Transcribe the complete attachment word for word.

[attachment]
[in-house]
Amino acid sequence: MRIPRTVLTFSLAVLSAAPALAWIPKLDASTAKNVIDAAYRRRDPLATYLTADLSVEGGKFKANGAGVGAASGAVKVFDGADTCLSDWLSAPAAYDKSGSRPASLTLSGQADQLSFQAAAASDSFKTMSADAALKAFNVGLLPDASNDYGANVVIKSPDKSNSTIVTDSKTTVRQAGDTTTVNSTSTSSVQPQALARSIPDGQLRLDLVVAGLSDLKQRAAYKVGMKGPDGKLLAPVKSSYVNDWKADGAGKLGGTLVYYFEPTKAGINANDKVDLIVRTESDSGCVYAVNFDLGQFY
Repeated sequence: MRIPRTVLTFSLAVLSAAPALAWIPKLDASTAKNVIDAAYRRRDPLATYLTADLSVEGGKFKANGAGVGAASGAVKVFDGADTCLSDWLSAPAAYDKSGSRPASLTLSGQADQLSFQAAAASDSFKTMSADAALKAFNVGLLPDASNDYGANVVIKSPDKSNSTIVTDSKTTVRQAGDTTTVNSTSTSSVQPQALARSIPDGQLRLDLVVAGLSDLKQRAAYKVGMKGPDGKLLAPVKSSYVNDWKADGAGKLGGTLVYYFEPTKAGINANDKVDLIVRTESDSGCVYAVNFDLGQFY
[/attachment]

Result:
[in-house]
Amino acid sequence: MRIPRTVLTFSLAVLSAAPALAWIPKLDASTAKNVIDAAYRRRDPLATYLTADLSVEGGKFKANGAGVGAASGAVKVFDGADTCLSDWLSAPAAYDKSGSRPASLTLSGQADQLSFQAAAASDSFKTMSADAALKAFNVGLLPDASNDYGANVVIKSPDKSNSTIVTDSKTTVRQAGDTTTVNSTSTSSVQPQALARSIPDGQLRLDLVVAGLSDLKQRAAYKVGMKGPDGKLLAPVKSSYVNDWKADGAGKLGGTLVYYFEPTKAGINANDKVDLIVRTESDSGCVYAVNFDLGQFY
Repeated sequence: MRIPRTVLTFSLAVLSAAPALAWIPKLDASTAKNVIDAAYRRRDPLATYLTADLSVEGGKFKANGAGVGAASGAVKVFDGADTCLSDWLSAPAAYDKSGSRPASLTLSGQADQLSFQAAAASDSFKTMSADAALKAFNVGLLPDASNDYGANVVIKSPDKSNSTIVTDSKTTVRQAGDTTTVNSTSTSSVQPQALARSIPDGQLRLDLVVAGLSDLKQRAAYKVGMKGPDGKLLAPVKSSYVNDWKADGAGKLGGTLVYYFEPTKAGINANDKVDLIVRTESDSGCVYAVNFDLGQFY